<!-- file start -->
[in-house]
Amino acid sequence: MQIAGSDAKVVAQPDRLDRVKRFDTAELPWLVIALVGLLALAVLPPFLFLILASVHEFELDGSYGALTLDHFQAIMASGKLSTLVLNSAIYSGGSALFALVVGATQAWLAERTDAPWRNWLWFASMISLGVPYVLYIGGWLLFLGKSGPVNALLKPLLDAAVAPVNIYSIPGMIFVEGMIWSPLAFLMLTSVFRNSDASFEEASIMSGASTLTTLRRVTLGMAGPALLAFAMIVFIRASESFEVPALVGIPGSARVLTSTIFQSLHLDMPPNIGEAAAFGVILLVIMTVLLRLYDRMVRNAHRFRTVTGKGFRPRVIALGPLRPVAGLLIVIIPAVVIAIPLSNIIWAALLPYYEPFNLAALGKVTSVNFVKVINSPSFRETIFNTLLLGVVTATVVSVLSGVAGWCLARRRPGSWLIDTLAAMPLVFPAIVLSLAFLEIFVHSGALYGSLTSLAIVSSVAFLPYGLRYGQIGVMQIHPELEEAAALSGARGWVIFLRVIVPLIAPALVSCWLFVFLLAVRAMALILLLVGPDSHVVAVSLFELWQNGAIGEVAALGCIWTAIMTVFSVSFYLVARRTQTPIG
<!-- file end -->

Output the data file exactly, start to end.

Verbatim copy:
[in-house]
Amino acid sequence: MQIAGSDAKVVAQPDRLDRVKRFDTAELPWLVIALVGLLALAVLPPFLFLILASVHEFELDGSYGALTLDHFQAIMASGKLSTLVLNSAIYSGGSALFALVVGATQAWLAERTDAPWRNWLWFASMISLGVPYVLYIGGWLLFLGKSGPVNALLKPLLDAAVAPVNIYSIPGMIFVEGMIWSPLAFLMLTSVFRNSDASFEEASIMSGASTLTTLRRVTLGMAGPALLAFAMIVFIRASESFEVPALVGIPGSARVLTSTIFQSLHLDMPPNIGEAAAFGVILLVIMTVLLRLYDRMVRNAHRFRTVTGKGFRPRVIALGPLRPVAGLLIVIIPAVVIAIPLSNIIWAALLPYYEPFNLAALGKVTSVNFVKVINSPSFRETIFNTLLLGVVTATVVSVLSGVAGWCLARRRPGSWLIDTLAAMPLVFPAIVLSLAFLEIFVHSGALYGSLTSLAIVSSVAFLPYGLRYGQIGVMQIHPELEEAAALSGARGWVIFLRVIVPLIAPALVSCWLFVFLLAVRAMALILLLVGPDSHVVAVSLFELWQNGAIGEVAALGCIWTAIMTVFSVSFYLVARRTQTPIG